Please use this identifier to cite or link to this item: http://hdl.handle.net/1946/10768
Large portion of the total energy consumption in Iceland originates from hydropower. The last estimation of the hydropower potential was conducted thirty years ago, in 1981. Since then, there have been major technical developments that call for a renewal of estimation of hydropower potential. The main objective of this study is develop a methodology that can be used for calculating and mapping of technical hydropower potential in Iceland, using current technology and data available at the Icelandic Meteorological Office (IMO). The technical hydropower potential represents all potential hydropower without assuming any limitations, such as environmental protection.
In order to evaluate hydropower potential, head and discharge along the river channel needs to be estimated. The elevation data, carrying the head data, was provided with different data grids from the ArcGIS database at the IMO. The discharge data was estimated with the hydrological model WaSiM. The model generates gridded runoff which is then routed along the river channel. Gridded precipitation data was also routed and used as a proxy for runoff in order to study the benefit in using an advanced hydrological model rather than a crude estimate of the water input onto the catchment. Both regulated and unregulated discharge was accounted for in the methodology by using different quantiles of a flow duration curve (FDC) derived from estimated discharge. The potential hydropower was calculated for each grid cell along the river network with a resolution of 25 m. The methodology was applied to three different catchments in Iceland, Dynjandisá River in Vestfirðir, Sandá River in Þistilfjörður and Austari-Jökulsá River.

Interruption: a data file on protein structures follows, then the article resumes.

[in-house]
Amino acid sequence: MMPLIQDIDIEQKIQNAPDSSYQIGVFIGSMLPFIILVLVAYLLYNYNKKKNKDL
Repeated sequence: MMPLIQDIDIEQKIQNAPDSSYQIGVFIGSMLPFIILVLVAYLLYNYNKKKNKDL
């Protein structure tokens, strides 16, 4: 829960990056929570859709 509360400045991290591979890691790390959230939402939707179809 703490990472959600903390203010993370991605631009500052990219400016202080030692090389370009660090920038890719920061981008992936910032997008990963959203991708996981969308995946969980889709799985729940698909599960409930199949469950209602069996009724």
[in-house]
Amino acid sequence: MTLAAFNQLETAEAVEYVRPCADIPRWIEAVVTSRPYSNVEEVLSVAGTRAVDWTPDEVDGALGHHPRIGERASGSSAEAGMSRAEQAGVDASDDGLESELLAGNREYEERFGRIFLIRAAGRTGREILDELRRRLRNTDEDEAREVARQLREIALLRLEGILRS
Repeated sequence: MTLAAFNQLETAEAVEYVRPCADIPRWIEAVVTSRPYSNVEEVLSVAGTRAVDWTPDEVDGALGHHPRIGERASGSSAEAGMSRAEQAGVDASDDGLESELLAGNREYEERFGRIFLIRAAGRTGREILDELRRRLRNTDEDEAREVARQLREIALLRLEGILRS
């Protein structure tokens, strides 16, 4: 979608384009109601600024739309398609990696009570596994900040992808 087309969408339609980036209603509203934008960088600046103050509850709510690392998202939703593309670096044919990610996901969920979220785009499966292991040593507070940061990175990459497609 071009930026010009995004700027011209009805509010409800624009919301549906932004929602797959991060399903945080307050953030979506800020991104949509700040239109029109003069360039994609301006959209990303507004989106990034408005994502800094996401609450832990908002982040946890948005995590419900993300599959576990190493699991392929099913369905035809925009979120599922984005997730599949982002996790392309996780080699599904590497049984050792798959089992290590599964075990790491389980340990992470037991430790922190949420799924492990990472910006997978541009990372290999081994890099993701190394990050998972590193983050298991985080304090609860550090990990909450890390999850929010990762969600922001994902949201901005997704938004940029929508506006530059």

The results are both presented as the total hydropower potential for each catchment as well as on maps, showing hydropower potential along the river network. The results are useful for analysis of both technical and exploitable hydropower potential from micro scale (<100 kW) to large scale (>1,000 kW). The results also show that using precipitation data alone is not sufficient when analyzing high- and low flows for estimation of hydropower potential, while the use of the hydrological model yields useful results.